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Concussions may increase Parkinson’s disease risk

  • Buffalo Bills quarterback Tyrod Taylor is assisted off the field after suffering a concussion during a game in 2017. A traumatic brain injury, even a mild concussion, increases the risk for Parkinson’s disease, a new study reports.

A traumatic brain injury, even a mild concussion, increases the risk for Parkinson’s disease, a study reports. Researchers identified patients in a Veterans Health Administration database who had a traumatic brain injury — 162,935 men and women — and matched them with the same number of people with similar health and behavioral characteristics but who had not had a brain injury. The study is in Neurology.

Of the cases, half were mild, involving a blow to the head with some symptoms but with little or no unconsciousness. The rest were moderate to severe, involving extended unconsciousness or long-term symptoms.

They found that compared with those who had had no traumatic brain injury, those with a mild case had a 56 percent increased risk for Parkinson’s disease; those with moderate to severe case had an 83 percent increased risk.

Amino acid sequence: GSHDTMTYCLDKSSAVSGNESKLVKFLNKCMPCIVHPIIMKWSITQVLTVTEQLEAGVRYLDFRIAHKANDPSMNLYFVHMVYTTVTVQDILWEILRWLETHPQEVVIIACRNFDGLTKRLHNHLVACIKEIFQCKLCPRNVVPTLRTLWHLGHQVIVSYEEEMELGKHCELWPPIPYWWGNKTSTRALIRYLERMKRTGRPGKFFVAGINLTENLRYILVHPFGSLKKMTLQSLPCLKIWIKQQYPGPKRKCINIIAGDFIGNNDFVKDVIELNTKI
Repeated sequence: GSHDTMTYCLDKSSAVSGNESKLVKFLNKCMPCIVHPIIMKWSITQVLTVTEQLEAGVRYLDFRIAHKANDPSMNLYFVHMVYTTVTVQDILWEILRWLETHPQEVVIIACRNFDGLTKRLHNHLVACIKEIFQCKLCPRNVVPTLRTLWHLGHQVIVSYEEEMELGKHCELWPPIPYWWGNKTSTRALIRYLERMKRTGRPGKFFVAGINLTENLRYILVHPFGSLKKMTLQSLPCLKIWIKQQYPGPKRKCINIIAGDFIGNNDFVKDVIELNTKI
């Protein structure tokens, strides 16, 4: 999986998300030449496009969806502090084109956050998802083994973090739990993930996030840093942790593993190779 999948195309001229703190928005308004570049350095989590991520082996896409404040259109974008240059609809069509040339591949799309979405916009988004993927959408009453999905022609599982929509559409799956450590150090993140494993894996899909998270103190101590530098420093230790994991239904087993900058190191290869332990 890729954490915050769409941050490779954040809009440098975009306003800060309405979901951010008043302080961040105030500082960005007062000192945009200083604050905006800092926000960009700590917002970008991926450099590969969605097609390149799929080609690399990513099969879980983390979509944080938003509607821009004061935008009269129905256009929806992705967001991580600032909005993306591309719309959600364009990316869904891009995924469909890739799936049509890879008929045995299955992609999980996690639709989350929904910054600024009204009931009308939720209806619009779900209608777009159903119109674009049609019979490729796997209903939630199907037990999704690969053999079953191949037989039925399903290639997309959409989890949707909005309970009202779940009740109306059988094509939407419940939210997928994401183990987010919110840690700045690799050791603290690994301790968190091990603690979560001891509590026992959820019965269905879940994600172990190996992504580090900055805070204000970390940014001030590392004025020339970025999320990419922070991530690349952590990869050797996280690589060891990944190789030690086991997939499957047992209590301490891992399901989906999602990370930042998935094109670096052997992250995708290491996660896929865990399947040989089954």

MARRIED COUPLES LESS LIKELY TO DIE FROM MELANOMA

Married people are more likely than the unmarried to get timely diagnosis and treatment for malignant skin cancer.

Early detection of melanoma, the deadliest form of skin cancer, is essential to effective treatment. A study published in JAMA Dermatology cataloged tumor stage and marital status in 52,063 patients with melanoma.

The average age was 64, with 58.8 percent male. Almost 70 percent were married.

The researchers found that 46 percent of married people went to a doctor at the earliest stage of the disease, compared with 43 percent of the never married, 39 percent of the divorced and 32 percent of the widowed.

Patients who were never married were 12 percent more likely to present with a later-stage cancer, the divorced 34 percent more likely and the widowed more than twice as likely.

Results were the same for men and women.

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